In an interview the philosopher Martin Heidegger gave later in life, he spoke about how our technology had uprooted us, not only from tradition, but the very earth itself. He added that this alienation had reached such an advanced state that "only a god can save us."
I found it amusing, and a bit surprising, that in the recent summer blockbuster Godzilla, when this "god" finally arrives, he takes the the form of a giant, fire-breathing dragon.
If you've seen the film, you know that due to our experiments with dangerous technologies (in this case, nuclear energy), great beasts arise from the depths to torment humanity. Our main persecutor comes in the form of a giant, moth-like creature. Godzilla follows this "MUTO" ("Massive Unidentified Terrestrial Organism") up from wherever such beings live, to hunt down and destroy it. A battle ensues and God(zilla) is on our side all the way.
When I say Godzilla is a god, I mean that literally. As Director Gareth Edwards put it in The Daily Beast, the MUTO represents "man's abuse of nature," and Godzilla "is a god, really. He's at the top of the food chain and probably King of the World." Godzilla is also called a god by characters in the film.
The mission of this godly being is to restore the balance of nature (that the MUTO throws out of whack), saving humanity in the process, as a sort of fortuitous side-effect. At the end of the film, as Godzilla leaves the ravaged city where his battle with the evil MUTO took place, the crowd watching breaks out in a cheer.
This means, though, that even with its happy ending, the film has a pessimistic, somber mood -- not unlike Heidegger's later philosophy. Humanity seems helpless. Most of the action takes place between the behemoths. All the military/scientific team that gathers in the crisis can do ultimately, is "let them fight," as one character mutters reverently.
This dark mood certainly reflects the zeitgeist concerning ecological issues. Washington still debates the reality of global warming, while environmental scientists such as James Lovelock (who invented the Gaia hypothesis), advise us to "enjoy life while [we] can," as "humans are too stupid to prevent climate change."
And yet, despite the reality of the issues the movie alludes to, I found it hard to take the messenger entirely seriously. A popcorn movie, where a couple of monsters jam it out, after all, can't help but seem more fun and silly than profound.
As a result, I found myself reading into the movie in more mundane ways. And I thought about Godzilla being a savior of something less grand than the earth itself.
Recently I've been reading a fascinating book about the entertainment industry by Anita Elberse titled Blockbusters. In it, she shows that the main vehicle the movie business now favors is the big-budget, special-effects flick. As a result, it follows a strategy in which it sinks most of its investment dollars into such blockbusters, in search of giant wins. She also shows that the rest of the entertainment industry is pretty much following suit.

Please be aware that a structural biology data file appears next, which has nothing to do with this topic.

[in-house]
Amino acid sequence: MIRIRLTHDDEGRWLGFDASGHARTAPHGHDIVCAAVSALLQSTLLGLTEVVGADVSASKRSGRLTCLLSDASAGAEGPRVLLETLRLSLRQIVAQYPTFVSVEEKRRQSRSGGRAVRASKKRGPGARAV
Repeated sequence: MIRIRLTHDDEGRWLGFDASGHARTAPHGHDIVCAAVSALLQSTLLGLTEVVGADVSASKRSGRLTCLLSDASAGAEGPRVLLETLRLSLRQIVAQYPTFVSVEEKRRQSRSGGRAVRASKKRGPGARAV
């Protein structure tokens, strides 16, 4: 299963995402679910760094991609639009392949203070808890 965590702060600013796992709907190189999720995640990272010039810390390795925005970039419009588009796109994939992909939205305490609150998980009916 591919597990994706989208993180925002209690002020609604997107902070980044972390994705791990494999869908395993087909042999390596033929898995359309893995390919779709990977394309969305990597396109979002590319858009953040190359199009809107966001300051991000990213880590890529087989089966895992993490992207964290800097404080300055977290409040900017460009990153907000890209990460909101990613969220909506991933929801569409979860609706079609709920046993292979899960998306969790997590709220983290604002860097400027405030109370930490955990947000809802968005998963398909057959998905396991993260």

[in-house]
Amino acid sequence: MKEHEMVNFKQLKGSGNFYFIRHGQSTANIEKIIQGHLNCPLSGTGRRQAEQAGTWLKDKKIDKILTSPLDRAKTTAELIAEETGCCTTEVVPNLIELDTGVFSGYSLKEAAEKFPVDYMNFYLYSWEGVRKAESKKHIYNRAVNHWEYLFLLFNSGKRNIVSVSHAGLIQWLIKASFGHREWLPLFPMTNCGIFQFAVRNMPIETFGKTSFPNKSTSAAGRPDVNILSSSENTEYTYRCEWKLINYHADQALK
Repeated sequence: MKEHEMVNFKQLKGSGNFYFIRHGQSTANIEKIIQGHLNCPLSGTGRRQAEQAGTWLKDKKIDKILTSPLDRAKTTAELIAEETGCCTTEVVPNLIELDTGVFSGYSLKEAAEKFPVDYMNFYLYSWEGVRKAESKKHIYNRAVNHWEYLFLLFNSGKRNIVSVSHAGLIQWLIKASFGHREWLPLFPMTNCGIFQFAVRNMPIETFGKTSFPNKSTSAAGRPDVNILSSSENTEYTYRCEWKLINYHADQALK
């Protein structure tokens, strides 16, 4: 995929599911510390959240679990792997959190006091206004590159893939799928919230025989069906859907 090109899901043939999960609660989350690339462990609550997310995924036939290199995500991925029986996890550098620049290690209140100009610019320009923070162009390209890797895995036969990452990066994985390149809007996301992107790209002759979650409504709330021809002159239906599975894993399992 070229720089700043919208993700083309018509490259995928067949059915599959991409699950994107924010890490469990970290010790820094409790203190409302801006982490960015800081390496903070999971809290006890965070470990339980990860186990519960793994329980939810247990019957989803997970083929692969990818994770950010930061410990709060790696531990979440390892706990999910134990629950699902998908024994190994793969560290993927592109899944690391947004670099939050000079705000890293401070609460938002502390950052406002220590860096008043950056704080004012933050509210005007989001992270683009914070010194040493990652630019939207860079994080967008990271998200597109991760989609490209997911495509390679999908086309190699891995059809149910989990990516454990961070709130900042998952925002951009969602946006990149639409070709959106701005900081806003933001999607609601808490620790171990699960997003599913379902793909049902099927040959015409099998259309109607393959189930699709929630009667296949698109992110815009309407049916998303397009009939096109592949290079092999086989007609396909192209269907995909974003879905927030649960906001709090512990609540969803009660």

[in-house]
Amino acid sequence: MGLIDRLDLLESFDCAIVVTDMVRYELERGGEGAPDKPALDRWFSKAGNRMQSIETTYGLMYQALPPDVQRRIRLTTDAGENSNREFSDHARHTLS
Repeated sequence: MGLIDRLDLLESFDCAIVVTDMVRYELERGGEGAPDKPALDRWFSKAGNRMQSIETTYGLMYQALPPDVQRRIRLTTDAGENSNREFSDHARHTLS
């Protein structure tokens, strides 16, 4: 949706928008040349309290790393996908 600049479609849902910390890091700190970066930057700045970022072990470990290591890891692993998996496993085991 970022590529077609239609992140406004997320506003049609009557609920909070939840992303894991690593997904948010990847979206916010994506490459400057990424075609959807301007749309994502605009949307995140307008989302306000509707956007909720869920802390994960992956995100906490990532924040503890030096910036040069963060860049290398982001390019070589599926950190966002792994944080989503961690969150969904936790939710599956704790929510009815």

Elberse tells us that this industry increasingly relies on blockbusters, in part, to avoid the need to place its bets on smaller, riskier properties, aimed at niche markets -- an approach often associated with the fragmentation of audiences that came about because of the web and the digital age. Instead, the blockbuster makes old-school mass-marketing to a mass audience still possible.
You could say, then, that Godzilla saves not only the earth, but, on a more trivial level, the movie studio that produced the film he stars in, by offering the promise of the kind of big profits that will keep it afloat.
And blockbusters don't just save the movie industry from being at the mercy of niche tastes. Elberse doesn't talk about this so directly in her book, but another aspect of entertainment in the digital age is that lots of it is free. Blockbusters, designed for big, 3-D screens, are one of the entertainment products for which people are still willing to pay.
In this light, Godzilla isn't only saving the earth; he's also helping the paid entertainment economy fight off the increasingly powerful free one -- or what Jeremy Rifkin has recently termed the "collaborative commons."
And in this regard, perhaps this economic message is related to the ecological pessimism you see in the film. For the same, clumsy, old school, big-time capitalism that survives by producing blockbusters, is, according to Rifkin, incapable of dealing with ecological crises. What he predicts, instead (in The Zero Marginal Cost Society), is the coming of "Collaboratism," a new economic paradigm that transcends both capitalism and socialism.
Until then, I suppose, one might have to agree with Heidegger, that only a god -- or perhaps a Godzilla -- can save us.